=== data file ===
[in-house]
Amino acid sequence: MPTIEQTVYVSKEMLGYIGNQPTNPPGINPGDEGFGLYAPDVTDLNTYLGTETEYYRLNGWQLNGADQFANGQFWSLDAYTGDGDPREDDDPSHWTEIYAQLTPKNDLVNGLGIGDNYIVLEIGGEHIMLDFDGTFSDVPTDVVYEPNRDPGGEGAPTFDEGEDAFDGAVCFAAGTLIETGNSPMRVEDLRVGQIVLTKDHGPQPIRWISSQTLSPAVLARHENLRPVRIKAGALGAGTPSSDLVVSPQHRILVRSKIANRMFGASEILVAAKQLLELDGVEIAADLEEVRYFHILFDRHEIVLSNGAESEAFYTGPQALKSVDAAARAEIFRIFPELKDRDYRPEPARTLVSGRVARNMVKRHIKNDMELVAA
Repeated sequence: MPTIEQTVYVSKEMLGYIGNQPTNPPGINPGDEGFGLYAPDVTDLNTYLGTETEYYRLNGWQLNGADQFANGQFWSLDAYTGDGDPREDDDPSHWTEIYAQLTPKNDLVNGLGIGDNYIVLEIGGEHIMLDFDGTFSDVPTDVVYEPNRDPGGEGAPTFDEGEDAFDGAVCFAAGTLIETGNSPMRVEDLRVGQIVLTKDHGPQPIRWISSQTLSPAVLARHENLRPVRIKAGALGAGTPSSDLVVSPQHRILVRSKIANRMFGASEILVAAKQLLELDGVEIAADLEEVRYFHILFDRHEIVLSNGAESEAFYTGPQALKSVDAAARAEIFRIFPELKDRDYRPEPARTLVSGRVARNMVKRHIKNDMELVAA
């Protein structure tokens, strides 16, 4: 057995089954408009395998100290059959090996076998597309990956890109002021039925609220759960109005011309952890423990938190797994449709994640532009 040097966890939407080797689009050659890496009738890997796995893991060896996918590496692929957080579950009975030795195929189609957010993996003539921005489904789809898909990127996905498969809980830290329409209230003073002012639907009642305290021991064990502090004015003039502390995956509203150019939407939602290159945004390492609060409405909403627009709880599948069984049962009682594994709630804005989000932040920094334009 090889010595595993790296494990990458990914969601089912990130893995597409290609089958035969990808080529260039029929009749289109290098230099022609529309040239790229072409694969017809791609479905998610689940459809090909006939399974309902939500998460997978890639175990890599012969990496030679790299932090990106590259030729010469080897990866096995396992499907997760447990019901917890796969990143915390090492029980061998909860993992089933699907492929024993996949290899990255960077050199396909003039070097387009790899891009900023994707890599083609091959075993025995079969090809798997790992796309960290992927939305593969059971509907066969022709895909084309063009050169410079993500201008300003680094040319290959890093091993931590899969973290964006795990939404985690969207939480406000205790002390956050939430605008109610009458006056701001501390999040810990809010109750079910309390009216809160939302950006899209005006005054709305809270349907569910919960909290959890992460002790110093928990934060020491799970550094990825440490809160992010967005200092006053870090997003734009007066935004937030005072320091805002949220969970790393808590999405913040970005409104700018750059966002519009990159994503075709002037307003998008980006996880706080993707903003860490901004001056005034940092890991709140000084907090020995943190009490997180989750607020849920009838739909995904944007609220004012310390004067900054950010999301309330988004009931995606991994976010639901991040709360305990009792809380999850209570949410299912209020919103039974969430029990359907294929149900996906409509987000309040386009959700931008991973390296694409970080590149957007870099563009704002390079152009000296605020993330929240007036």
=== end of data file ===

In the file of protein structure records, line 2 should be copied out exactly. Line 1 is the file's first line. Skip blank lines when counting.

Amino acid sequence: MPTIEQTVYVSKEMLGYIGNQPTNPPGINPGDEGFGLYAPDVTDLNTYLGTETEYYRLNGWQLNGADQFANGQFWSLDAYTGDGDPREDDDPSHWTEIYAQLTPKNDLVNGLGIGDNYIVLEIGGEHIMLDFDGTFSDVPTDVVYEPNRDPGGEGAPTFDEGEDAFDGAVCFAAGTLIETGNSPMRVEDLRVGQIVLTKDHGPQPIRWISSQTLSPAVLARHENLRPVRIKAGALGAGTPSSDLVVSPQHRILVRSKIANRMFGASEILVAAKQLLELDGVEIAADLEEVRYFHILFDRHEIVLSNGAESEAFYTGPQALKSVDAAARAEIFRIFPELKDRDYRPEPARTLVSGRVARNMVKRHIKNDMELVAA